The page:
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Journal Article
Modern Language Quarterly (1 March 1966) 27 (1): 41–50.
Published: 01 March 1966
...Ann Evans Berthoff Copyright © 1966 by Duke University Press 1966 THE VOICE OF ALLEGORY MARVELL’S “THE UNFORTUNATE LOVER’ By ANNEVANS BERTHOFF Intuitive assent to allegory is perhaps consequent only to a faith in...
Journal Article
Modern Language Quarterly (1 June 1985) 46 (2): 202–208.
Published: 01 June 1985
...Evelyn Birge Vitz John V. Fleming. Princeton: Princeton University Press, 1984. xii + 196 pp. $20.00. Copyright © 1985 by Duke University Press 1985 REVIEWS Reason and the Lover. By JOHN V. FLEMING.Princeton: Princeton University Press, 1984. xii + 196...
Journal Article
Modern Language Quarterly (1 December 1974) 35 (4): 364–375.
Published: 01 December 1974
...Peter T. Schwenger Copyright © 1974 by Duke University Press 1974 MARVELL’S “UNFORTUNATE LOVER” AS DEVICE By PETERT. SCHWENGER Bizarre and charged with a cryptic significance, the conceits in Mar- vell’s “Unfortunate Lover” continue to...
Journal Article
Modern Language Quarterly (1 March 1991) 52 (1): 100–102.
Published: 01 March 1991
...Elaine Tuttle Hansen Katherine Heinrichs. University Park: Pennsylvania State University Press, 1990. 270 pp. $28.50. Copyright © 1991 by Duke University Press 1991 REVIEWS The Myths of Love: Classical Lovers in Medieval Literature. By KATHERINE HEIN...
Journal Article
Modern Language Quarterly (1 December 1990) 51 (4): 567–569.
Published: 01 December 1990
.... By Brian Finney. Harmondsworth, England: Penguin Books, 1990. 121 pp. $4.95, paper. Brian Finney’s study of Sons and Lovers “is primarily written for the undergraduate student first encountering the novel” (p. 31). Finney, working within the length and format limitations...
Journal Article
Modern Language Quarterly (1 March 2017) 78 (1): 107–120.
Published: 01 March 2017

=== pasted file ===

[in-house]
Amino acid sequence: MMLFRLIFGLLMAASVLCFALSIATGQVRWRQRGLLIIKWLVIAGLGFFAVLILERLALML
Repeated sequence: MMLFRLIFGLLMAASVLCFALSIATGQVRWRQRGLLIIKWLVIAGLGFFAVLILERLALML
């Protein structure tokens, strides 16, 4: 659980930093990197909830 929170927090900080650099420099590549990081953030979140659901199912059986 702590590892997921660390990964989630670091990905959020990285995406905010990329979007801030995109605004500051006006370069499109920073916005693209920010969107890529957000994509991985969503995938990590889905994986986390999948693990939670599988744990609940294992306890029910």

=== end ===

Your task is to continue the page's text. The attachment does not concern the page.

... deems inadequate or misleading, and argues for its own approach (or “theory”). But this way of seeing the book may itself be misleading. The book may in fact be more modest and charming than its title suggests. It is perhaps best seen as a lover’s journal. Like Robert von Hallberg ( 2008 ) in Lyric...
Journal Article
Modern Language Quarterly (1 March 2017) 78 (1): 51–76.
Published: 01 March 2017
... grotesque the inseparably erotic, familial, and financial tendencies of comic plot. In Desire under the Elms , for example, lovers are brought together but placed under arrest. The metacomedies record O’Neill’s reaction against the coalescent endings common to two modes of drama that he knew well: the...
Journal Article
Modern Language Quarterly (1 June 2016) 77 (2): 175–191.
Published: 01 June 2016
... charming than alarming. Inevitably, interrogations led to lessons in sociability and wit to derail some missions promoted by private and public Cold Warriors. Ethical quandaries would soon turn new North American lovers of Latin America toward ironies related to the metaphor of cannibalism that Brazil’s...
Journal Article
Modern Language Quarterly (1 June 1972) 33 (2): 99–112.
Published: 01 June 1972
... objects which are vivid and concrete, distinctly and quickly visualized: blood, swords, rings. In the Pine Tree episode the lovers themselves, rather than details about them, are under observation as our attention is drawn to how they act and what they say. Most importantly of all, BCroul’s...
Journal Article
Modern Language Quarterly (1 September 1972) 33 (3): 240–256.
Published: 01 September 1972
... interpretation further, the reader may wish to be reminded of just how encompassing the role of Genius is in the Confessio. He is introduced early in Book 1. In the introductory Prologue, we had met the other main character in the poem, the elderly narrator-Lover (none other than the poet himself), who...
Journal Article
Modern Language Quarterly (1 December 1973) 34 (4): 372–383.